The technology behind the testing is identical to what is done on a daily basis in labs throughout the world using Quotient's manual reagents. The advance is that Quotient has figured out how to print those reagents on a microarray so that all testing can be done simultaneously. Thus, contrary to new technology tests like molecular testing this is not a new way of testing that needs significant validation, it is better described as an engineering solution to conduct the same, proven serological testing on a miniaturized basis.

Quotient Expertise:

QTNT has 30 years of experience developing and manufacturing reagents for the transfusion diagnostic market. Not only does it make and commercialize reagents for itself, it is also an OEM supplier to most of the world's other transfusion reagent companies, including Ortho, Grifols, and BioRad, among others. Reagents for MosaiQ will continue to be manufactured at its facility near Edinburgh, Scotland.

QTNT does not have instrument expertise, thus has outsourced instrument development and manufacture to STRATEC BioMedical. STRATEC has experience in this space, having designed and developed instruments for other transfusion diagnostic companies. Assays will be printed and assembled in QTNT's new state of the art facility in Eysins, Switzerland.

Progress on MosaiQ:

In its last earnings call, QTNT reaffirmed its intended timeline to submit MosaiQ for FDA approval by the second half of 2016, assuming a 10-12 month review time leading to a US launch in the first half of 2017. QTNT promised in its last earnings call that field-ready instruments would be delivered by the end of 2015. Given that, and that event invitations are being delivered to customers, we would expect that QTNT will have a field-ready version of MosaiQ on display at this year's AABB Annual Meeting. AABB is the premier conference for transfusion science and is scheduled for October 24-27th in Anaheim, CA.

We should note that the first launch of the product will probably have just the blood grouping assays, not disease screening, due to different regulatory expectations. That should not be an impediment to its adoption, as disease screening is already done on separate machines, so can easily be phased in later.

QTNT Value Proposition:

QTNT has an active commercial presence in the manual blood grouping reagent business both in Europe and in the US, and has significant OEM sales to other transfusion diagnostics companies, most prominently, Ortho Clinical Diagnostics.

This business will generate approximately $20 million in revenues for FY 2016 which ends March 31, 2016, is profitable and could support QTNT as a stand-alone business were it not for the significant resources being invested in MosaiQ.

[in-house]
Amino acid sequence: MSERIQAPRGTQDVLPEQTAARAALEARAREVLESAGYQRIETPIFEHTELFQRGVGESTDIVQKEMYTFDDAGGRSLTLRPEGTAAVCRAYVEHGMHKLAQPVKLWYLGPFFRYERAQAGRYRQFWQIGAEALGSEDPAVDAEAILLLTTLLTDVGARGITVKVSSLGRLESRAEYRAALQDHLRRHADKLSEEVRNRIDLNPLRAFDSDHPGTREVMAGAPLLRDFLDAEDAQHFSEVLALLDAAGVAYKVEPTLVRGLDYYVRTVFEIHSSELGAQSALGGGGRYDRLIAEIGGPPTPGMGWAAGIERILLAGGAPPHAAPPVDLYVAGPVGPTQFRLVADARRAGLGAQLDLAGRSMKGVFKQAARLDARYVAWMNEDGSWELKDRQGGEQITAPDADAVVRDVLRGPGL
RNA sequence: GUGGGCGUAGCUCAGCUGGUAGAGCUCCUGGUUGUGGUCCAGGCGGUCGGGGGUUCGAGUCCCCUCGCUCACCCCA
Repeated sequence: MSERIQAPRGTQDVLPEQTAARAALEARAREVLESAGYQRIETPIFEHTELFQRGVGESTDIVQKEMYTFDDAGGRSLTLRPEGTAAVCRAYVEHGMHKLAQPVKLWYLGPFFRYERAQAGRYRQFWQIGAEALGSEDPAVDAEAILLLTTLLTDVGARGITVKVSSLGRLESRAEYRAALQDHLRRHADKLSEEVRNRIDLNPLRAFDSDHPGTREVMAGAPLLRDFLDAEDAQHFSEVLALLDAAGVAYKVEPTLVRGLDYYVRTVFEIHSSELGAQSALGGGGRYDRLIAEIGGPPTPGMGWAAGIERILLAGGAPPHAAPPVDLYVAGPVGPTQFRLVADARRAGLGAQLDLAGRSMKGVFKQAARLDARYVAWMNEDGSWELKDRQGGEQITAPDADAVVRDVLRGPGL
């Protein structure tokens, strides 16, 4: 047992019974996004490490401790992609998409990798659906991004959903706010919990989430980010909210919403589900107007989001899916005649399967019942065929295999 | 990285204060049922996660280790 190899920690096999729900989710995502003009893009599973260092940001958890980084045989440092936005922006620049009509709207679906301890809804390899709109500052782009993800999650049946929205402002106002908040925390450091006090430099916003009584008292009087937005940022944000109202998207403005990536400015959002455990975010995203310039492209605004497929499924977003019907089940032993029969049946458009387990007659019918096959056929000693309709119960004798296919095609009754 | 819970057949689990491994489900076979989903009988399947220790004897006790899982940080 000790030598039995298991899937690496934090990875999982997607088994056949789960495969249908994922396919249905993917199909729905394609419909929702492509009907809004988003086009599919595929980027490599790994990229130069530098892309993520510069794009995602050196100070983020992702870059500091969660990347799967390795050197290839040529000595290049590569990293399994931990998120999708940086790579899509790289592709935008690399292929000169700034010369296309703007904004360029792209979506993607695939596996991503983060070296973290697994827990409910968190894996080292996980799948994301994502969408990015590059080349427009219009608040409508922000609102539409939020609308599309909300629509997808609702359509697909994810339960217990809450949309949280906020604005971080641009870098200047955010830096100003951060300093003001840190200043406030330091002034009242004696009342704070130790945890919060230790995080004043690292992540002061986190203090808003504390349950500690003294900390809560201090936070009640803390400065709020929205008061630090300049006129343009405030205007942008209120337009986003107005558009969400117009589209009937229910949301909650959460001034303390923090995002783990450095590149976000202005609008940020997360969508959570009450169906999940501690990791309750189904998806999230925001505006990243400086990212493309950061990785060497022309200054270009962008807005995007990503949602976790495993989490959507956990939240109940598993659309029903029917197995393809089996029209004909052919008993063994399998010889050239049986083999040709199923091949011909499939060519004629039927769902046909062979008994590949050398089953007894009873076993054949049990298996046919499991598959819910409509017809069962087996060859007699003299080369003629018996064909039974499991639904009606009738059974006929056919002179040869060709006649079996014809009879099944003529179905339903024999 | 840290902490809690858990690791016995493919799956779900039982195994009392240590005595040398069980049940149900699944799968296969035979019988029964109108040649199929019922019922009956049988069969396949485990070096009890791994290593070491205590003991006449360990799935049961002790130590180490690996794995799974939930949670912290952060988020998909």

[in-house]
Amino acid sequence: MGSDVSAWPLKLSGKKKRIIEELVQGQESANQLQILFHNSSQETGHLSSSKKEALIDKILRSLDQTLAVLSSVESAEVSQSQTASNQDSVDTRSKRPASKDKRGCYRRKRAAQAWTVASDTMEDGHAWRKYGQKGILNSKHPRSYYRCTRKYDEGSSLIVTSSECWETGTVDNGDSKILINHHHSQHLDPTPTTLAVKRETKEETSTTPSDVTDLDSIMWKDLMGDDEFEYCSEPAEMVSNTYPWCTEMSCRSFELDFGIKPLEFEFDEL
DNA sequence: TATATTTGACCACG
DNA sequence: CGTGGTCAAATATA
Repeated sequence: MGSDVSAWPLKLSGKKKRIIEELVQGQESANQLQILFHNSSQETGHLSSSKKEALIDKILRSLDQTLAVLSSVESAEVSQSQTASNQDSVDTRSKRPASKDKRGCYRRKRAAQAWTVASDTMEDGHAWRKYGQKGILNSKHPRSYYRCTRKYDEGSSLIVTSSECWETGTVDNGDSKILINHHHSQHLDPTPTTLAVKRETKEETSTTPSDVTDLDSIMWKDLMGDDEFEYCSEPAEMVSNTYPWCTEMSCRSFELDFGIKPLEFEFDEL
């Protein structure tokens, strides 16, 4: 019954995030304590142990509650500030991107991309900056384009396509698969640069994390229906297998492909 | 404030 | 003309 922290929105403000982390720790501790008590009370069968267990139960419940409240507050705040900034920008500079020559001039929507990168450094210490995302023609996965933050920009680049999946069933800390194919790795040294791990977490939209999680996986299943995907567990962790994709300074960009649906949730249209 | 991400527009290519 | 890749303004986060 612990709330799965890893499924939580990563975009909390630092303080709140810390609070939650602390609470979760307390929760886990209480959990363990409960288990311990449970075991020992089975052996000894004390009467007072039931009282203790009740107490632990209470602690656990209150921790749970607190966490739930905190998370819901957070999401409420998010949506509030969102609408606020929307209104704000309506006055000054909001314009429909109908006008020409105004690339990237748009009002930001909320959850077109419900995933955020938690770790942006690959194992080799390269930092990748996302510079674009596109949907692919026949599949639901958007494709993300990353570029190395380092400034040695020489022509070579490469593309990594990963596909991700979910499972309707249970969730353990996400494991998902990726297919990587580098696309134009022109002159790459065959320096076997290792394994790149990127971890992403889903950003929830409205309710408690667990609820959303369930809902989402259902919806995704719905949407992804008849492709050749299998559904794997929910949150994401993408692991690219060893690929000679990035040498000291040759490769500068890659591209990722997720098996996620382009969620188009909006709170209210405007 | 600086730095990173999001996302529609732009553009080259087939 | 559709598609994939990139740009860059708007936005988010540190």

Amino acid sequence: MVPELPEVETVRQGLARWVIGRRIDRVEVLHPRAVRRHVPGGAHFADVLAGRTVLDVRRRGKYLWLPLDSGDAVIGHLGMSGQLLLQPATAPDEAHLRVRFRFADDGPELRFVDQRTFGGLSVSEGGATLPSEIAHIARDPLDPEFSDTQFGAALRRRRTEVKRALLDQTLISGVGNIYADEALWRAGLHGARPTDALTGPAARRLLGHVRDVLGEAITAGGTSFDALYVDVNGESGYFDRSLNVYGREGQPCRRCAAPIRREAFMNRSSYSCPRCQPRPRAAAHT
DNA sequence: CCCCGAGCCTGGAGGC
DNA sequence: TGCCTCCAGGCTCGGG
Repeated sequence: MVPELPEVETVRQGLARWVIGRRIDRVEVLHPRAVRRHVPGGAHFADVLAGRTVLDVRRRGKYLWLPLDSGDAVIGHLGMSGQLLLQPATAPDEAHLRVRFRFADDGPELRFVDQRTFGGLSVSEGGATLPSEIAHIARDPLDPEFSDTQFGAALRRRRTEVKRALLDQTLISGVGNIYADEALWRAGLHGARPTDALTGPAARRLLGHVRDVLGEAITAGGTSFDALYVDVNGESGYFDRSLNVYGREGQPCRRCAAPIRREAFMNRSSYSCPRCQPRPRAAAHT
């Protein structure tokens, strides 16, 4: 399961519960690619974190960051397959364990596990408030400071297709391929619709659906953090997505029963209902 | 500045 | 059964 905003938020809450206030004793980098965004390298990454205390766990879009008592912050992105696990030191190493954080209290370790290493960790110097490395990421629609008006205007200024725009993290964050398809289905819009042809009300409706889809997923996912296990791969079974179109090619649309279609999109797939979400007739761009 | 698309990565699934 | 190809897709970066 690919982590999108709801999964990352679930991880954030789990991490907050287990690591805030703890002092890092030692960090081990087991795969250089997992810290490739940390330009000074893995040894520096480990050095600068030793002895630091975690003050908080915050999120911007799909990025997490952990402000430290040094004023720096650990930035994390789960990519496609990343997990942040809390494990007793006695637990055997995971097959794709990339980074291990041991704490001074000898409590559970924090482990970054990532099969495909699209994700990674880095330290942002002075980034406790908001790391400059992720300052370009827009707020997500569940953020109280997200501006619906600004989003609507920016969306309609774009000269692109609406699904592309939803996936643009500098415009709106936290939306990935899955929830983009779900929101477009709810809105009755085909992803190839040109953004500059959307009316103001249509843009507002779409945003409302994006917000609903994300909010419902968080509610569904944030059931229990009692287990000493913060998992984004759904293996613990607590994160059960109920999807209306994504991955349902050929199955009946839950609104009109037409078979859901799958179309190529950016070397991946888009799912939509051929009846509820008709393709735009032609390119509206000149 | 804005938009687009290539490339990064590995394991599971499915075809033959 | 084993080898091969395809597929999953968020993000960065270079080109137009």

However, the value of the company is all driven by the promise of MosaiQ. MosaiQ is a game changer for the company, ramping its revenue prospects from tens of millions of dollars currently to several hundreds of millions of dollars in a few years time. QTNT has projected revenues in excess of $100 million in its first full year after launch.

The current market capitalization for QTNT is approximately $230 million, but we believe is undervalued for several reasons:

  1. The stock has taken a greater than 20% hit in the last 4 weeks riding unfairly along on the biotech beatdown. The biotech swoon has been precipitated by concerns over forced pricing restraints following Turing Pharmaceuticals and Valeant's (VRX) bad press. This concern has no relevance to an in vitro testing diagnostic that is expected to be price competitive with existing test methods, yet deliver more information in less time, using fewer instruments. In other words, it will take cost and time out of the system.
  2. The biotechnology behind the actual testing is the same antigen-antibody reaction that has been used for decades. QTNT has simply figured out a proprietary way to miniaturize it so that all the testing can be done at once. Thus, the risk profile technologically is significantly less than most biotech products.
  3. The company is within six months of field testing, which as an in vitro diagnostic is significantly less complicated than for therapeutics. In addition, the testing sites have been selected, trial design completed and is likely to be conducted with one or both of the major Donor Center organizations, ARC or UBS. This means that the several thousand sample results needed to validate the technology for regulatory purposes will be collected in a matter of weeks.

When Immucor, another pure play in transfusion diagnostics, was purchased in 2011, it was valued at $1.97 billion with sales of $333 million. We believe that QTNT has a near-term, market-changing platform that will propel its sales very quickly to similar heights.